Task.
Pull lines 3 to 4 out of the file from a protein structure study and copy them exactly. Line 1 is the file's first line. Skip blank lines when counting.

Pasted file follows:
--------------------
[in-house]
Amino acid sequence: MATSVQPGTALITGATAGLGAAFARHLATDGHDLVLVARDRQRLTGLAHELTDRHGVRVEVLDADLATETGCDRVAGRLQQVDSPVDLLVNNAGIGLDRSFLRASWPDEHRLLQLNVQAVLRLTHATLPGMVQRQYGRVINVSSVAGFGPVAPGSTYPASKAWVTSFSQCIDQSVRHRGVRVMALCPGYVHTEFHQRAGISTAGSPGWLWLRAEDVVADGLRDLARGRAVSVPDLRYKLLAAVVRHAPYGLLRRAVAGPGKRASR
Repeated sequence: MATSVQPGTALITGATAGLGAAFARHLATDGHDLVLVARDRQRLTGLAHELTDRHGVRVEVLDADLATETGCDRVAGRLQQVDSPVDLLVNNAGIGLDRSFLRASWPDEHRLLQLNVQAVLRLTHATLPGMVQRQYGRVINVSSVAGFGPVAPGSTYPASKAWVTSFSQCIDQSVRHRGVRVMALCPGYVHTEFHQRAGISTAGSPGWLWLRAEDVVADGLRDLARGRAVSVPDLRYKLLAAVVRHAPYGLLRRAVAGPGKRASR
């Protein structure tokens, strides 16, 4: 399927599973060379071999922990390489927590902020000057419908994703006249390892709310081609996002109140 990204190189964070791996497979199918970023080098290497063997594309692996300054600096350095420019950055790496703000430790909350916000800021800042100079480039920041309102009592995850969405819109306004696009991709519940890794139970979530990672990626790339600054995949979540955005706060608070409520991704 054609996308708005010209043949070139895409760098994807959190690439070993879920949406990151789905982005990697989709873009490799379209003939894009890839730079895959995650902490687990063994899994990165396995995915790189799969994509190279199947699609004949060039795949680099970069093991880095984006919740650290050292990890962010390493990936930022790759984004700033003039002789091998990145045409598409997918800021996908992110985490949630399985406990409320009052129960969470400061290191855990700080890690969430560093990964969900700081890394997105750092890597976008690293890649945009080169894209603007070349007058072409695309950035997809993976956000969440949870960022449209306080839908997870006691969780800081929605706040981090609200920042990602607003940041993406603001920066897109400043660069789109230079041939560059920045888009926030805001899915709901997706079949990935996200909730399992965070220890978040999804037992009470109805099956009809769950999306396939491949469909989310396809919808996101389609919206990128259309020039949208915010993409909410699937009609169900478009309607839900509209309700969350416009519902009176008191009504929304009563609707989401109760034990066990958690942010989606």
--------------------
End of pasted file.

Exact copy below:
Repeated sequence: MATSVQPGTALITGATAGLGAAFARHLATDGHDLVLVARDRQRLTGLAHELTDRHGVRVEVLDADLATETGCDRVAGRLQQVDSPVDLLVNNAGIGLDRSFLRASWPDEHRLLQLNVQAVLRLTHATLPGMVQRQYGRVINVSSVAGFGPVAPGSTYPASKAWVTSFSQCIDQSVRHRGVRVMALCPGYVHTEFHQRAGISTAGSPGWLWLRAEDVVADGLRDLARGRAVSVPDLRYKLLAAVVRHAPYGLLRRAVAGPGKRASR
């Protein structure tokens, strides 16, 4: 399927599973060379071999922990390489927590902020000057419908994703006249390892709310081609996002109140 990204190189964070791996497979199918970023080098290497063997594309692996300054600096350095420019950055790496703000430790909350916000800021800042100079480039920041309102009592995850969405819109306004696009991709519940890794139970979530990672990626790339600054995949979540955005706060608070409520991704 054609996308708005010209043949070139895409760098994807959190690439070993879920949406990151789905982005990697989709873009490799379209003939894009890839730079895959995650902490687990063994899994990165396995995915790189799969994509190279199947699609004949060039795949680099970069093991880095984006919740650290050292990890962010390493990936930022790759984004700033003039002789091998990145045409598409997918800021996908992110985490949630399985406990409320009052129960969470400061290191855990700080890690969430560093990964969900700081890394997105750092890597976008690293890649945009080169894209603007070349007058072409695309950035997809993976956000969440949870960022449209306080839908997870006691969780800081929605706040981090609200920042990602607003940041993406603001920066897109400043660069789109230079041939560059920045888009926030805001899915709901997706079949990935996200909730399992965070220890978040999804037992009470109805099956009809769950999306396939491949469909989310396809919808996101389609919206990128259309020039949208915010993409909410699937009609169900478009309607839900509209309700969350416009519902009176008191009504929304009563609707989401109760034990066990958690942010989606």